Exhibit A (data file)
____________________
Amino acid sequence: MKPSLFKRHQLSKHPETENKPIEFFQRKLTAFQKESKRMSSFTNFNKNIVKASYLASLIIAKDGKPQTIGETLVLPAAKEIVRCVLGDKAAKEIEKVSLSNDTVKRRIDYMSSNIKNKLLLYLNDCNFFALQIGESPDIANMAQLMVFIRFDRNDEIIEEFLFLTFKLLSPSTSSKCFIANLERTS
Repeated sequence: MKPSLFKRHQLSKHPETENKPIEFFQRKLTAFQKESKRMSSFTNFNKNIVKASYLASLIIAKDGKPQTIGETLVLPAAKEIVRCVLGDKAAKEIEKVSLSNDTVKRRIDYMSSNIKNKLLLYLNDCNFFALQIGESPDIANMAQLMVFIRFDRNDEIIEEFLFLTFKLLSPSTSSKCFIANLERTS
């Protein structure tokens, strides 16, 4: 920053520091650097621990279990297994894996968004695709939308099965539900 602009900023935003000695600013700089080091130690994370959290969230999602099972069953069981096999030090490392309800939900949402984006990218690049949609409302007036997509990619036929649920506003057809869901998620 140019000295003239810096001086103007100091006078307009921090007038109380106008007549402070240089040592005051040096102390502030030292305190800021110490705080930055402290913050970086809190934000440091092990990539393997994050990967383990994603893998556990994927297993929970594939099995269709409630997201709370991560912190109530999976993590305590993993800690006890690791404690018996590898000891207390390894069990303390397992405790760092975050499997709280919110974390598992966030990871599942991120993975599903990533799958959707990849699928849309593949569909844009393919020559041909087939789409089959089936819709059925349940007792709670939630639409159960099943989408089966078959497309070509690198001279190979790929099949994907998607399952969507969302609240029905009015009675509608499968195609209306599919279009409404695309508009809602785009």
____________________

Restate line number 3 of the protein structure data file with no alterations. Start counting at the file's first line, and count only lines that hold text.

């Protein structure tokens, strides 16, 4: 920053520091650097621990279990297994894996968004695709939308099965539900 602009900023935003000695600013700089080091130690994370959290969230999602099972069953069981096999030090490392309800939900949402984006990218690049949609409302007036997509990619036929649920506003057809869901998620 140019000295003239810096001086103007100091006078307009921090007038109380106008007549402070240089040592005051040096102390502030030292305190800021110490705080930055402290913050970086809190934000440091092990990539393997994050990967383990994603893998556990994927297993929970594939099995269709409630997201709370991560912190109530999976993590305590993993800690006890690791404690018996590898000891207390390894069990303390397992405790760092975050499997709280919110974390598992966030990871599942991120993975599903990533799958959707990849699928849309593949569909844009393919020559041909087939789409089959089936819709059925349940007792709670939630639409159960099943989408089966078959497309070509690198001279190979790929099949994907998607399952969507969302609240029905009015009675509608499968195609209306599919279009409404695309508009809602785009």